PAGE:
The pitfalls of private car sharing

Rent your car and make it work for you! This is how car-sharing platforms advertise that sell private cars. But it has to be calculated well. And car insurance also has a say.

The key to the joyride doesn't always have to come from a rental car company.

EIt sounds wonderful: Earning money with the car when it is just sitting around unused anyway. Private car sharing platforms such as Drivy, Snappcar, Getaway or Turo make it possible. This can actually be a good idea, but it needs to be considered carefully.

Anyone who puts it to the test at Snappcar, for example, can rent a VW Touran in Frankfurt on May 2 for 37.37 euros with 100 free kilometers. The rental price is 32.50 euros, each additional kilometer costs 15 cents. With operating costs per kilometer of around 18.8 cents *, at least every extra kilometer is a loss for the landlord.

If the tenant uses the 100 free kilometers, the operating costs are 18.80 euros. 25 percent of the rental price goes to Snappcar, so the bottom line is 5.575 euros. This is an approximate example calculation. The applicable one can be completely different depending on the rental conditions, vehicle and owner.

Additional performance has to pay off

What is missing in this calculation, however, is wear and tear. With a higher mileage due to the rental, replacement is necessary earlier – and this would have to be brought in through the rental. In this respect, it is important to calculate well, because the rental price is set by the vehicle providers themselves. It is important to ensure that the agency fee is deducted from this. With Snappcar and Turo this is 25 percent of the rental price, with Drivy it is 30 percent.

What can also make business much more difficult is an insurance problem. Wolfgang Schütz, managing director of Verivox insurance comparison, points out that many car insurers exclude private car sharing in their conditions.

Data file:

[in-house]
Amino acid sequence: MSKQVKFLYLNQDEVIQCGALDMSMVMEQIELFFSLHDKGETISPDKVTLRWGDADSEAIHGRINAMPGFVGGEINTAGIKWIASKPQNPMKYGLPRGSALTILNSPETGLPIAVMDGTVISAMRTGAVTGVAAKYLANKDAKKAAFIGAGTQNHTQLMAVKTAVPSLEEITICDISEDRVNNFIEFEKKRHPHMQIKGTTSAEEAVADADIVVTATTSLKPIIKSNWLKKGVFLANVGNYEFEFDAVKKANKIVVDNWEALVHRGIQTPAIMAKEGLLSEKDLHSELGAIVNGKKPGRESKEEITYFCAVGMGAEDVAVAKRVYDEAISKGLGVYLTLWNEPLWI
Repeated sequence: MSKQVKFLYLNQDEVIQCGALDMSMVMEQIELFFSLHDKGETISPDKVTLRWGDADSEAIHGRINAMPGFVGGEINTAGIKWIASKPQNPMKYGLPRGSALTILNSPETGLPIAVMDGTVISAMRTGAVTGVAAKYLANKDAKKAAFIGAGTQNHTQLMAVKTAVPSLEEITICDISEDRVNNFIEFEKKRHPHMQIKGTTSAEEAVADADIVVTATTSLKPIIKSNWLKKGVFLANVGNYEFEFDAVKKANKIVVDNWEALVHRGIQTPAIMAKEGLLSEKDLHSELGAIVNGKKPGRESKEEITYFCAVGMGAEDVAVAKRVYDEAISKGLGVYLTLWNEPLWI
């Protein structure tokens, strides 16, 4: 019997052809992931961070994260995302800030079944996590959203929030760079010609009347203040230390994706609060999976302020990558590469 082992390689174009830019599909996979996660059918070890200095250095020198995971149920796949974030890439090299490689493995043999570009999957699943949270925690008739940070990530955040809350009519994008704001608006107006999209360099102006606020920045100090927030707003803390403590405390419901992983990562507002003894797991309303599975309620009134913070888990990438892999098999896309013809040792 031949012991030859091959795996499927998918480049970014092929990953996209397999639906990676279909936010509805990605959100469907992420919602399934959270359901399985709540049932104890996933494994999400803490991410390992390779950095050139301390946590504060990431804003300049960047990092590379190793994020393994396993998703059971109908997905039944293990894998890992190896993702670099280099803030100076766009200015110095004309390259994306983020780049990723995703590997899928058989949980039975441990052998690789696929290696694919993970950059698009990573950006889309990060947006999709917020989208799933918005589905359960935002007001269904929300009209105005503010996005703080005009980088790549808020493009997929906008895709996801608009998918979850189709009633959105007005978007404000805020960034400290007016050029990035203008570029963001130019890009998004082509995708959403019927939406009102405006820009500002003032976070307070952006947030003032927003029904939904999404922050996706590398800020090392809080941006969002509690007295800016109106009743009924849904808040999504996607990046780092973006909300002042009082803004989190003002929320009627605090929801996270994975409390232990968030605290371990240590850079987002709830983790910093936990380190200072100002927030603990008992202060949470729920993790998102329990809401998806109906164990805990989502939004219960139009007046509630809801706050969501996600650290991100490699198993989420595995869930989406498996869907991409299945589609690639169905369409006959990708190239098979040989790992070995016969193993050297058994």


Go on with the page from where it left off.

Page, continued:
The car-sharing providers therefore also offer their own insurance solutions. Turo, Snappcar and Drivy work with the alliance. At least Turo offers the option to decline insurance and provide the renter with their own insurance. The insurance is usually paid for by the tenant.

Who pays in the event of damage?

However, not all insurers agree with this solution either, says Schütz. These lack legal certainty. Since, regardless of the short-term insurance of the car-sharing platform, the insurance confirmation from the actual car insurer is still available at the registration office, they fear that in the end there may be an obligation to pay.

The providers of car sharing policies could take recourse against the vehicle owner’s insurer by justifying an existing double insurance policy. Customers and victims of accidents can also continue to claim the damage directly from their insurer. Obviously, not all insurance companies want to rely on the fact that the vehicle owner’s insurance has been suspended for the rental period.

However, according to Schütz, there are also insurers who regard private car sharing as unproblematic. Potential landlords should inform their insurer in good time. “We are currently not aware of any judgments on claims. However, we still see a need for clarification between the providers – also in the interests of motorists who would like to use private car sharing. “

The problems mentioned relate to private-to-private commercial lending. All platforms offer the opportunity to act as a commercial lender. Private car insurance does not generally apply here. Snappcar also cooperates with Europcar. Customers of the car rental company can, so to speak, sublet their vehicles here via Snappcar.